A rookie Bronx cop on a footpost this morning chased down and arrested a gun-toting 17-year-old who, moments earlier, fired four shots into another man and left him for dead on a Mount Eden street.
The shooting victim, a 24-year-old Bronx resident, was hit in the head, left arm, right hand and abdomen, police said. He was taken by ambulance to Lincoln Hospital, where he underwent surgery and remains in serious but stable condition.
Surveillance video shows the victim walk out of a bodega at 253 East 172nd Street just after 12:30 a.m., and recorded Tyrell Johnson draw a firearm and squeeze off several rounds at close range on the sidewalk, police said.
From his Operation Impact post on nearby Sheridan Avenue, Police Officer Kelvyn Vargas, 31, heard the shots ring out and turned to investigate. Vargas saw Johnson - still pointing the gun at the collapsing victim - take off running in the other direction and gave chase.
Vargas, hired by the NYPD less than a year ago and assigned to the Bronx in January, shouted “Police, don’t move” at the fleeing suspect but Johnson continued to run along the street and turn onto Selwyn Avenue, police said.
Vargas turned the corner and saw Johnson dive into a large trash container, where the cop took him into custody without further incident. Vargas also recovered the loaded .22 cal High Standard Sentinel revolver.
Johnson, a Sedgwick Avenue resident, was charged with felony assault, and criminal use and possession of a firearm, and is awaiting arraignment at Bronx Criminal Court.
His criminal history includes an April 4 arrest at Walton Avenue and East 171st Street in which he was charged with narcotics possession, obstructing governmental administration and resisting arrest, police said.
We didn't write that news story, the NYPD did.
Usually the department issues media releases concerning notable police actions in sparse language. "On Wednesday, June 18, 2014 at approximately 1500 hours in the confines of the 46th Precinct, police responded to 1865 Morris Avenue for a person stabbed," a release concerning a recent homicide says.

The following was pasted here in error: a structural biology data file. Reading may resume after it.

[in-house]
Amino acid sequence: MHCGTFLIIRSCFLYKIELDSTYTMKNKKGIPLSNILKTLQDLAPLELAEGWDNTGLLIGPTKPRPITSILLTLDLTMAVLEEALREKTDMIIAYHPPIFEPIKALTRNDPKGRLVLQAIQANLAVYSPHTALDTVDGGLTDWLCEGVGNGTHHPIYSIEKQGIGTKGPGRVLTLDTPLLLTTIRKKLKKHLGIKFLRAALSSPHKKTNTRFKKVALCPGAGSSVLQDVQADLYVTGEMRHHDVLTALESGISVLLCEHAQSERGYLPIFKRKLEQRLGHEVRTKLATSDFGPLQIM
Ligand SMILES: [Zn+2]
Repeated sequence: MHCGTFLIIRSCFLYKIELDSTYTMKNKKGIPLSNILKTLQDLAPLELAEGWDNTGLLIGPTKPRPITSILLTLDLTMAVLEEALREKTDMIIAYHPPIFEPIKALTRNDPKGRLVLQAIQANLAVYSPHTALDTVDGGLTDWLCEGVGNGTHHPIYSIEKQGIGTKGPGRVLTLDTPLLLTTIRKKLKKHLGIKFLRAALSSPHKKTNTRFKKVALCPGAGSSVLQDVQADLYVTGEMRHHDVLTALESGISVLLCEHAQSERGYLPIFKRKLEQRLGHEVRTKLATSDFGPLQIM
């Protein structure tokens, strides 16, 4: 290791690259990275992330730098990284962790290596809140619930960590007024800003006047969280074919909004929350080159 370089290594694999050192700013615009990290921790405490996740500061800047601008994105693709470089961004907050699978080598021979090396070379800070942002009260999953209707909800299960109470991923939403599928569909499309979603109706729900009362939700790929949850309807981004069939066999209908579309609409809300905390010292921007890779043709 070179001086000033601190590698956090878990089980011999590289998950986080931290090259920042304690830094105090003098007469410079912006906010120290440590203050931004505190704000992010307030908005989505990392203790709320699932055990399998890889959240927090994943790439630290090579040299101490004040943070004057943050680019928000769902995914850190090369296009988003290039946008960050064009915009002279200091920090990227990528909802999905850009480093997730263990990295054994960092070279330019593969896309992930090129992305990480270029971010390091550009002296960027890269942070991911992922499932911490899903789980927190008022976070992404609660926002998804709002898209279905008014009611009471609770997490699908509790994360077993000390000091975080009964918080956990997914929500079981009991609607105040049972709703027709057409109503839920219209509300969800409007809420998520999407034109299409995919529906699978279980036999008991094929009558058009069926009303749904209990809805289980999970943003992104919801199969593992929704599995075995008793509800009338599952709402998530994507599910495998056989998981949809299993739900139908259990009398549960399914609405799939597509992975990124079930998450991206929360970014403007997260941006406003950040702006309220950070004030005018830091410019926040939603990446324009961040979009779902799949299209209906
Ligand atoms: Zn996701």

But the media did not receive a release concerning the story about the rookie cop—in fact, "rookie" is the kind of colorful word you will not find in an NYPD release. Neither is "gun-toting," or the phrase "left him for dead."
Those words are perfectly acceptable on Facebook, which is where the department placed this story.
"Good Arrest" press releases issued by the department, which detail the heroic acts of officers, are also usually written in the same dry language, and are provided to the media before being posted on social media.
According to the Times, Zachary Tumin, who co-wrote a book on management with NYPD Commissioner Bill Bratton ("Celebrate or Perish! Reaching Across Boundaries In A Networked World"), is serving as the department's Deputy Commissioner for Strategic Initiatives, and heads up the social media strategy for the NYPD. The department has also begun "tweet-alongs" detailing the happenings during the shifts of officers from various precincts.
We've asked the NYPD why the media didn't receive a release on the shooting first, and if they'll continue the practice. We don't expect a response.